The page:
Junk Food & Acne | Could Diet Be Causing Breakouts?
The old adage holds true: You are what you eat. The things you eat play a major role in how you feel and how you look.
If you’re prone to skin issues, including acne, the culprit could be what you’re putting in your body. That’s why it’s worth it to take a look at your diet to determine if you’re constantly eating substances that have been believed to cause acne.
Foods That Can Cause Acne
Plenty of foods have been linked to an increased prevalence in acne. While every body is different in the way it breaks down substances, some materials can certainly cause blemishes over time.
However, food isn’t the only factor at play with acne. Genetics, medications, and hormonal imbalances also play their roles. When it comes to food, hormones play the biggest role, and that’s primarily what we’ll look at.
Can Junk Food Cause Acne
Junk food isn’t only bad for your skin; it’s bad for your organs and overall health, too. It may taste good, but it’s filled with substances that exacerbate pimples.
As always, watch out for how much junk food you’re eating. If you’re overdoing it and constantly break out in zits, it may be time to hold off.
Can Some Foods Cure Acne?
While some foods cause acne, others can help fight it. There are no cure-all remedies, but there are nutrients that help keep inflammation at bay.
- Vitamins A, D, and E
Make sure you’re getting plenty of fruits, vegetables, and healthy proteins (like fish) in your diet so that you’re getting the nutrients you need to fight off pimples. If you’re not, you may want to speak with your doctor about taking a supplement.
7 Foods That Can Cause Acne
When it comes to acne, these are the foods you want to watch out for the most.
7. Grains and Sugars
With grains, you predominantly want to look out for refined grains. These are breads made from white flour and commonly include cereal, white bread, and rice noodles.
They have a high glycemic index and raise your body’s blood sugar levels. This causes insulin to become more active, leading to greater sebum production on your skin, which increases your risk of acne.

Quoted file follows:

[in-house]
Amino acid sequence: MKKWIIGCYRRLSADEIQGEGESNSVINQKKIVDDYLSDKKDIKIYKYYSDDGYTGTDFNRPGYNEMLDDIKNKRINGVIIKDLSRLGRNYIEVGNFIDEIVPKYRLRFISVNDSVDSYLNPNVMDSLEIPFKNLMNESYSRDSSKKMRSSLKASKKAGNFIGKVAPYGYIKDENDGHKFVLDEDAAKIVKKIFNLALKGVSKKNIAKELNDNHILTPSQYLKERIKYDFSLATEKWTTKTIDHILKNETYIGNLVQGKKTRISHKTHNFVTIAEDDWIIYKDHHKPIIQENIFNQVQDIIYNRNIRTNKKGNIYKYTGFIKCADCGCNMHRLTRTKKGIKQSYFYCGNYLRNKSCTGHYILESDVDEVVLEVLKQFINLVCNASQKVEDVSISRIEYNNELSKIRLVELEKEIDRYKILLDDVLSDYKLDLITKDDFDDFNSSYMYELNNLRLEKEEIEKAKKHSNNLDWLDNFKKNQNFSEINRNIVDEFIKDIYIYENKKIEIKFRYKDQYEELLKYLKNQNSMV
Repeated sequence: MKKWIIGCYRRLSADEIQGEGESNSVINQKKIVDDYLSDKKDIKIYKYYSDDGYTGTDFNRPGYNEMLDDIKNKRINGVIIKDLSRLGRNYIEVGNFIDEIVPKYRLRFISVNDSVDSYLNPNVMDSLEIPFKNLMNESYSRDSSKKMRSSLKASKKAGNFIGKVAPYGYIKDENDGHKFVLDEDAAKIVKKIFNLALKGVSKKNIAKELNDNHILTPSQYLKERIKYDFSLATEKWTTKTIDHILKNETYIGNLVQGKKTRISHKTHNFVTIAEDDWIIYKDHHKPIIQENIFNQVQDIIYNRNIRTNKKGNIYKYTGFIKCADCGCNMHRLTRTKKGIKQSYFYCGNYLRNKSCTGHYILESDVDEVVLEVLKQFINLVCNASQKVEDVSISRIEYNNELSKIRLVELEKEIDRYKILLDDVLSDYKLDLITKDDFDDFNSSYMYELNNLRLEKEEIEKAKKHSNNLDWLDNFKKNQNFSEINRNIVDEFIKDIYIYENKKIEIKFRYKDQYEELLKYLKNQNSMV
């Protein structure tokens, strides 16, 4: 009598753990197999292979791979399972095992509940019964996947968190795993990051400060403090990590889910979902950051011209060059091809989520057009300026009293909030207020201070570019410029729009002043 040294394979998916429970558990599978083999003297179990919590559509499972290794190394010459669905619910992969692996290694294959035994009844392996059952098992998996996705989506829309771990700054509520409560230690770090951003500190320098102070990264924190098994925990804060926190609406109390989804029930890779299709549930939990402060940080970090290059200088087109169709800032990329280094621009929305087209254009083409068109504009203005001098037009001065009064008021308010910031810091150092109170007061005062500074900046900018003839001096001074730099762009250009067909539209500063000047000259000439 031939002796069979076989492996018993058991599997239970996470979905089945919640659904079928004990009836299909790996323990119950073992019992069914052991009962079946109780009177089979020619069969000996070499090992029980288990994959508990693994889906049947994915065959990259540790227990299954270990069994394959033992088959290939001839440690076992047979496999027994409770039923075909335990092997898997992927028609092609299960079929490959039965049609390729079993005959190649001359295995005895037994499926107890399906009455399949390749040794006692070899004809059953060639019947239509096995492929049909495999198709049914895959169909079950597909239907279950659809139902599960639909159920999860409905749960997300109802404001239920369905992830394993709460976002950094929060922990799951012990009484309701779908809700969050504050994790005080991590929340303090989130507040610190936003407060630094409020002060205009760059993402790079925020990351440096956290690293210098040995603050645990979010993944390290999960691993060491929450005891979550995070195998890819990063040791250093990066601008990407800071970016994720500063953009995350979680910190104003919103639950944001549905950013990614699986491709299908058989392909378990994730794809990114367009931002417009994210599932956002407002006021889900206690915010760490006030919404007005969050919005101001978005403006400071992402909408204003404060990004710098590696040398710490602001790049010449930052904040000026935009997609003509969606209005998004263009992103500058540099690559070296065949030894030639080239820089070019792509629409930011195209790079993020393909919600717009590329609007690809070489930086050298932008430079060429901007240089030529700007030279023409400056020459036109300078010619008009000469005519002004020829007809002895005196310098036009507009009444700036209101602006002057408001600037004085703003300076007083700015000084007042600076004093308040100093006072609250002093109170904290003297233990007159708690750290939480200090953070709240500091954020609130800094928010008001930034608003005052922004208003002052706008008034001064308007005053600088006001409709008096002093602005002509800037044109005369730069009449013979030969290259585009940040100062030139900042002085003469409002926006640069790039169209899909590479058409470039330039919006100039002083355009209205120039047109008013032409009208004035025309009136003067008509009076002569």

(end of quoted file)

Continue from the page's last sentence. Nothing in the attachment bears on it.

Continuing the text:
Naturally, sugar is the same. It raises your blood sugar levels, resulting in a hormonal imbalance, increasing your risk of acne.
6. Omega-6 Foods
Omega-6 fatty acids are found in soybean oil and cornflakes. Those fats are inflammatory in nature. If you’re already more prone to acne breakouts, then these can make you more vulnerable.
5. Fast Foods
Fast food has everything you don’t want for healthy, clear skin. It’s high in sugar and grease, which can increase your risk of pimples breaking out.
4. Dairy Products
The relation between milk and acne isn’t fully clear yet. However, studies have been done that found consumption of skimmed milk and low-fat milk led to greater instances of acne.
3. Whey Protein Powder
Whey protein powder is commonly consumed by bodybuilders and athletes. It contains proteins and amino acids, such as glutamine and leucine.
As a result, it can raise your insulin levels, and as mentioned previously, this will make you more susceptible to a breakout.
2. Foods You’re Sensitive To
Most everyone has certain foods that don’t agree with them. Constantly consuming them leads to inflammation around the body, and that can lead to redness on the skin.
If you haven’t done so already, take a test from a professional to determine what foods you’re sensitive or allergic to.
Chocolate tends to be high in sugar and dairy. While there’s no scientific link between chocolate and acne, it would be best to consume it, especially milk chocolate, in moderation.
Just because certain foods increase the risk of acne doesn’t mean you have to swear them off forever. You can still indulge in your favorite snacks from time to time.
But it’s critical to be aware of how your skin looks after the fact. If you notice pimples popping up after eating something, then it may be good to be wary of consuming that product in large quantities moving forward.
“Can the Right Diet Get Rid of Acne?” https://www.aad.org/public/diseases/acne/causes/diet
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Pappas A. The relationship of diet and acne: A review. Dermatoendocrinol. 2009 Sep;1(5):262-7. doi: 10.4161/derm.1.5.10192. PMID: 20808513; PMCID: PMC2836431.